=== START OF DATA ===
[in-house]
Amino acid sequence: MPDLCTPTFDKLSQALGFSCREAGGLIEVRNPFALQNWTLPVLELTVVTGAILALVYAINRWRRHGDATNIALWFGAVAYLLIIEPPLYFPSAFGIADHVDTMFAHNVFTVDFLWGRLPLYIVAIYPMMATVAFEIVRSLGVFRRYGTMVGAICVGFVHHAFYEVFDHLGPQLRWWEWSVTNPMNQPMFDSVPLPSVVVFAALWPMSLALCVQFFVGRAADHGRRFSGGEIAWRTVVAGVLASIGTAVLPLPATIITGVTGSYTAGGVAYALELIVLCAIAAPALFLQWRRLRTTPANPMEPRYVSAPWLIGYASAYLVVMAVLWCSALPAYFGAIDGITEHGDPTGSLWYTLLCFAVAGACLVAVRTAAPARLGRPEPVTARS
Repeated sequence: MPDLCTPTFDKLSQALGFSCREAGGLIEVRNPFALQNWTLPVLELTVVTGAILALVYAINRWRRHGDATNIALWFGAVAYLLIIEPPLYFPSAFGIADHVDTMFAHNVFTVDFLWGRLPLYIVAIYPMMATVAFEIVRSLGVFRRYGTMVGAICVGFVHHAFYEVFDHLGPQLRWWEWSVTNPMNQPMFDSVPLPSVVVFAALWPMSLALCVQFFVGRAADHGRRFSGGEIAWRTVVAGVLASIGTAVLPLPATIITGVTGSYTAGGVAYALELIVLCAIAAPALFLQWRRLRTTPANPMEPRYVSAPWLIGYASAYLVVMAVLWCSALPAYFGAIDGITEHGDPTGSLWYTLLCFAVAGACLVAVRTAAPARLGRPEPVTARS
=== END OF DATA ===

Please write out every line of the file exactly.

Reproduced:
[in-house]
Amino acid sequence: MPDLCTPTFDKLSQALGFSCREAGGLIEVRNPFALQNWTLPVLELTVVTGAILALVYAINRWRRHGDATNIALWFGAVAYLLIIEPPLYFPSAFGIADHVDTMFAHNVFTVDFLWGRLPLYIVAIYPMMATVAFEIVRSLGVFRRYGTMVGAICVGFVHHAFYEVFDHLGPQLRWWEWSVTNPMNQPMFDSVPLPSVVVFAALWPMSLALCVQFFVGRAADHGRRFSGGEIAWRTVVAGVLASIGTAVLPLPATIITGVTGSYTAGGVAYALELIVLCAIAAPALFLQWRRLRTTPANPMEPRYVSAPWLIGYASAYLVVMAVLWCSALPAYFGAIDGITEHGDPTGSLWYTLLCFAVAGACLVAVRTAAPARLGRPEPVTARS
Repeated sequence: MPDLCTPTFDKLSQALGFSCREAGGLIEVRNPFALQNWTLPVLELTVVTGAILALVYAINRWRRHGDATNIALWFGAVAYLLIIEPPLYFPSAFGIADHVDTMFAHNVFTVDFLWGRLPLYIVAIYPMMATVAFEIVRSLGVFRRYGTMVGAICVGFVHHAFYEVFDHLGPQLRWWEWSVTNPMNQPMFDSVPLPSVVVFAALWPMSLALCVQFFVGRAADHGRRFSGGEIAWRTVVAGVLASIGTAVLPLPATIITGVTGSYTAGGVAYALELIVLCAIAAPALFLQWRRLRTTPANPMEPRYVSAPWLIGYASAYLVVMAVLWCSALPAYFGAIDGITEHGDPTGSLWYTLLCFAVAGACLVAVRTAAPARLGRPEPVTARS